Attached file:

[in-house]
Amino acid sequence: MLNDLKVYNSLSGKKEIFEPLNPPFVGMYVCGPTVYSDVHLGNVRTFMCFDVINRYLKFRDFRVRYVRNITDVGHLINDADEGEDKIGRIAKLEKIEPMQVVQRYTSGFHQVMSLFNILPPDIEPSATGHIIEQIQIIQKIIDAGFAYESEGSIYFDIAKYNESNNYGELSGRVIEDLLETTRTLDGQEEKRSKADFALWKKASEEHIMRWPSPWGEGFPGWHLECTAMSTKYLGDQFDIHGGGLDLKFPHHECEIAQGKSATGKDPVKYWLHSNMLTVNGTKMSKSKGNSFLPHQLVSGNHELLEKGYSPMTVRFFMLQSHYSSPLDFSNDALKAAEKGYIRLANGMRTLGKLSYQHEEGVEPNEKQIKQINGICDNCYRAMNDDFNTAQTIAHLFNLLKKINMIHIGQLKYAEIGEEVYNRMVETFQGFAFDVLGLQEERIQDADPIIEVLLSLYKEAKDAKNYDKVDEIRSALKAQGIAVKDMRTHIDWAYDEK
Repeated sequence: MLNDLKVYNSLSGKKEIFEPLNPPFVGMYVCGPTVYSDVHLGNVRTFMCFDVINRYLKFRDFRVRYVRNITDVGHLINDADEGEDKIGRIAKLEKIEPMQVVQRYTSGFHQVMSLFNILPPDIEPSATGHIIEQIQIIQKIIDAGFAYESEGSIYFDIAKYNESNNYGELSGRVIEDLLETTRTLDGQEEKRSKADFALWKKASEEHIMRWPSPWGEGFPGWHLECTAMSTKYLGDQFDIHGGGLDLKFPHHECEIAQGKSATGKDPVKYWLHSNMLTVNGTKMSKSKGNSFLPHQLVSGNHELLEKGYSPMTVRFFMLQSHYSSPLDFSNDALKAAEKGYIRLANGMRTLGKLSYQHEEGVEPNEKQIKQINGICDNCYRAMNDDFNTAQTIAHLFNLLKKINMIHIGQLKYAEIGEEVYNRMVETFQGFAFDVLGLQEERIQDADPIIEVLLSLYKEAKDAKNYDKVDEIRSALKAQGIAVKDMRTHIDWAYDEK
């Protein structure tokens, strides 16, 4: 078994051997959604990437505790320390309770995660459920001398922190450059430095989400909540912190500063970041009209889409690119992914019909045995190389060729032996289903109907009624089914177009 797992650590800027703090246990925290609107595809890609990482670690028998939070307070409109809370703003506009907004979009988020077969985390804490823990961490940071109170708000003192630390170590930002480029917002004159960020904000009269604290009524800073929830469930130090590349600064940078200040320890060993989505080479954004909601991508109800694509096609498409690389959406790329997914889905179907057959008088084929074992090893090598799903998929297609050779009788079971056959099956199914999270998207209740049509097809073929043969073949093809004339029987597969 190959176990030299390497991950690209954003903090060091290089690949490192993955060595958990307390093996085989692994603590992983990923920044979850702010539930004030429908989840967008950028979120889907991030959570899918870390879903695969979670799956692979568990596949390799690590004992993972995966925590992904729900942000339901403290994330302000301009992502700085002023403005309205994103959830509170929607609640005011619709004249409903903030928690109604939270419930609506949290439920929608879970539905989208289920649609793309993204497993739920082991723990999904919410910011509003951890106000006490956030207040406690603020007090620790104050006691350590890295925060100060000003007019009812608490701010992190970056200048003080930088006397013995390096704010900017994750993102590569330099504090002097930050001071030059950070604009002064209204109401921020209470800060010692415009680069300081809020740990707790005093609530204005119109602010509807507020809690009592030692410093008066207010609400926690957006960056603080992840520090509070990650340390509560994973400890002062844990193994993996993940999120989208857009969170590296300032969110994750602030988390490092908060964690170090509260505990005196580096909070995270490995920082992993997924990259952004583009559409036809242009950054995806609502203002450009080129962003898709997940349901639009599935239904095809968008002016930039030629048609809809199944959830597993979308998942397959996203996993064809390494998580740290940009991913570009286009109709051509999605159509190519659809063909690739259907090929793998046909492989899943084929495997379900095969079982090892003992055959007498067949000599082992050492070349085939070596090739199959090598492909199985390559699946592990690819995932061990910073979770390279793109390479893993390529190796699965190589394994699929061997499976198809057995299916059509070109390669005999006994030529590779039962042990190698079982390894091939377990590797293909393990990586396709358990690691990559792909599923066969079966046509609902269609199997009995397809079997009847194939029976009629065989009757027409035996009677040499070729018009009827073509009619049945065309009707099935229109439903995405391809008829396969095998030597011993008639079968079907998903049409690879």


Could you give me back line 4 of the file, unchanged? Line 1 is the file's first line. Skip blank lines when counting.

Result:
């Protein structure tokens, strides 16, 4: 078994051997959604990437505790320390309770995660459920001398922190450059430095989400909540912190500063970041009209889409690119992914019909045995190389060729032996289903109907009624089914177009 797992650590800027703090246990925290609107595809890609990482670690028998939070307070409109809370703003506009907004979009988020077969985390804490823990961490940071109170708000003192630390170590930002480029917002004159960020904000009269604290009524800073929830469930130090590349600064940078200040320890060993989505080479954004909601991508109800694509096609498409690389959406790329997914889905179907057959008088084929074992090893090598799903998929297609050779009788079971056959099956199914999270998207209740049509097809073929043969073949093809004339029987597969 190959176990030299390497991950690209954003903090060091290089690949490192993955060595958990307390093996085989692994603590992983990923920044979850702010539930004030429908989840967008950028979120889907991030959570899918870390879903695969979670799956692979568990596949390799690590004992993972995966925590992904729900942000339901403290994330302000301009992502700085002023403005309205994103959830509170929607609640005011619709004249409903903030928690109604939270419930609506949290439920929608879970539905989208289920649609793309993204497993739920082991723990999904919410910011509003951890106000006490956030207040406690603020007090620790104050006691350590890295925060100060000003007019009812608490701010992190970056200048003080930088006397013995390096704010900017994750993102590569330099504090002097930050001071030059950070604009002064209204109401921020209470800060010692415009680069300081809020740990707790005093609530204005119109602010509807507020809690009592030692410093008066207010609400926690957006960056603080992840520090509070990650340390509560994973400890002062844990193994993996993940999120989208857009969170590296300032969110994750602030988390490092908060964690170090509260505990005196580096909070995270490995920082992993997924990259952004583009559409036809242009950054995806609502203002450009080129962003898709997940349901639009599935239904095809968008002016930039030629048609809809199944959830597993979308998942397959996203996993064809390494998580740290940009991913570009286009109709051509999605159509190519659809063909690739259907090929793998046909492989899943084929495997379900095969079982090892003992055959007498067949000599082992050492070349085939070596090739199959090598492909199985390559699946592990690819995932061990910073979770390279793109390479893993390529190796699965190589394994699929061997499976198809057995299916059509070109390669005999006994030529590779039962042990190698079982390894091939377990590797293909393990990586396709358990690691990559792909599923066969079966046509609902269609199997009995397809079997009847194939029976009629065989009757027409035996009677040499070729018009009827073509009619049945065309009707099935229109439903995405391809008829396969095998030597011993008639079968079907998903049409690879």